“Hurt people hurt people.” That’s true of youth violence. It’s true in politics, too

Sunday’s Washington Post included a front-page story, “Fear, hope, and deportations,” which merits a careful and sympathetic read from liberals, conservatives, and journalists trying to understand what is happening in America  today.

Reporters Mary Jordan and Kevin Sullivan profile a 59-year-old Texas woman named Tamara Estes. She was born into some affluence, raised in “a grand home with a built-in pool.” But her mom died when she was four. Her dad died when she was nineteen. She married young, and by age 26 she was divorced with two kids. She has since traveled a sad path of downward economic mobility, never going to college, taking a succession of dead-end jobs. She now works as a school bus driver in Valley View, Texas, with an annual income of $24,000. “With four days left to payday, she has $118.72 in her checking account.”

She is a die-hard Trump supporter. She seethes at undocumented immigrants and their children in her own community. It’s pitiful to hear her. President Trump brings out the worst in his own neediest supporters before he betrays them.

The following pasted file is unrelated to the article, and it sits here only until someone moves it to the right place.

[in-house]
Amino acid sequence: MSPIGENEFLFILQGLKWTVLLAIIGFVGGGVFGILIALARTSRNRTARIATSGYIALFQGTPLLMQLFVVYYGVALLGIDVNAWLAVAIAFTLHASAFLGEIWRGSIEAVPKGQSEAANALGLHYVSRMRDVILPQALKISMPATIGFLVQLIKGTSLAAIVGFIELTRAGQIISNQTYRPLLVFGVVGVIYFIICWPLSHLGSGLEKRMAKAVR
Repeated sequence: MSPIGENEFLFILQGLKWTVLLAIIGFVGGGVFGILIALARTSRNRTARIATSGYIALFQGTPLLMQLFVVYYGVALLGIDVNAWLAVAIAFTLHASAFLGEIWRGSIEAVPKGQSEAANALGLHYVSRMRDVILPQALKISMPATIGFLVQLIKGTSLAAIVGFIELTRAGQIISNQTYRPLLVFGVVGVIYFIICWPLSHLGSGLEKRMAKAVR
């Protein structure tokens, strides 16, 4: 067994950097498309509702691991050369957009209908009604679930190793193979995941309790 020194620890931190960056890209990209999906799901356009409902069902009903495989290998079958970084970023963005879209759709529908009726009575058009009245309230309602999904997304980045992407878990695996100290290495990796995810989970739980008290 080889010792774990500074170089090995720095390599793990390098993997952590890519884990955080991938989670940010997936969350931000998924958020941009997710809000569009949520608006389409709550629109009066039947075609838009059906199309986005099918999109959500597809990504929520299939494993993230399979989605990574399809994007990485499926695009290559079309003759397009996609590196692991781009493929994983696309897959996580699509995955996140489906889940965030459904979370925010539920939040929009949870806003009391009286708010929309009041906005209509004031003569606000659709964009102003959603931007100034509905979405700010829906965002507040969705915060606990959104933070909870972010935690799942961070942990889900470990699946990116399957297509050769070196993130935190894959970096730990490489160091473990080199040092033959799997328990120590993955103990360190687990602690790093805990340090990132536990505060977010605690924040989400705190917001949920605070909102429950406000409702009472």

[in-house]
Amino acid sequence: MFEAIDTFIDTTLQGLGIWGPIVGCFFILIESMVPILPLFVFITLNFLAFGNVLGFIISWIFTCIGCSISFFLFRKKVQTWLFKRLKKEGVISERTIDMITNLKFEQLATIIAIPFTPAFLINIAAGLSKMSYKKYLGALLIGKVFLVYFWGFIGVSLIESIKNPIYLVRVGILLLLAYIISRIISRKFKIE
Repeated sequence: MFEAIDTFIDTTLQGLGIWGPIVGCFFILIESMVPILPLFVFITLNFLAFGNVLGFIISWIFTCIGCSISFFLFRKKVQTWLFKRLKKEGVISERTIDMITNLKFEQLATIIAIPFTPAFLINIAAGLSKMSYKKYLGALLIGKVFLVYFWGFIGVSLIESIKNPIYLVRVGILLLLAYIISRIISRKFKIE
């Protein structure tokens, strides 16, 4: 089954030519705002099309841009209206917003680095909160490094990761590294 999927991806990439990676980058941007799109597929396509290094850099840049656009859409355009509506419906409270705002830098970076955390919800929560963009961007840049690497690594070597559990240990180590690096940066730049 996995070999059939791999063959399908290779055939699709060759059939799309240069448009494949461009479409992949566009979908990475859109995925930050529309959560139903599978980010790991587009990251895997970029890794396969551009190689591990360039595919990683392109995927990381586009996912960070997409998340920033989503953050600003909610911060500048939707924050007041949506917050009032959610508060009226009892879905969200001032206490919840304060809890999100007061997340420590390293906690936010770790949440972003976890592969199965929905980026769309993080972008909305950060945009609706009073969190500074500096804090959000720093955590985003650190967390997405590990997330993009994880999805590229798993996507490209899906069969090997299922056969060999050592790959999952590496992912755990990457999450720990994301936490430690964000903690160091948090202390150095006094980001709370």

Ms. Estes is also uninsured. Yet she supports a president and a party that specifically propose to put coverage out of reach for low-income near-retirees like herself. She so perfectly fits a certain political-demographic story that her biographic details might have been perfected at the MIT Media Lab or Huffington Post. As with most things, though, it’s a bit more complicated. I looked up what’s available to her under ACA, and it’s hardly surprising that she doesn’t feel particularly grateful for it.

I wrote about her story at healthinsurance.org. There’s a little snippet below.

Tamara Estes is not the world’s most appealing or most perfect person. She should take fewer puffs on bigoted and deceptive right-wing radio. She shouldn’t blame immigrants for her life’s disappointments and problems. Harming immigrants will do nothing to help her. As a friend noted on email, it wouldn’t hurt her to learn a little Spanish, too. If nothing else, she might learn a few kinds words for the kids she transports. She might be less lonely and isolated if she got to know her immigrant neighbors, who seem like lovely people.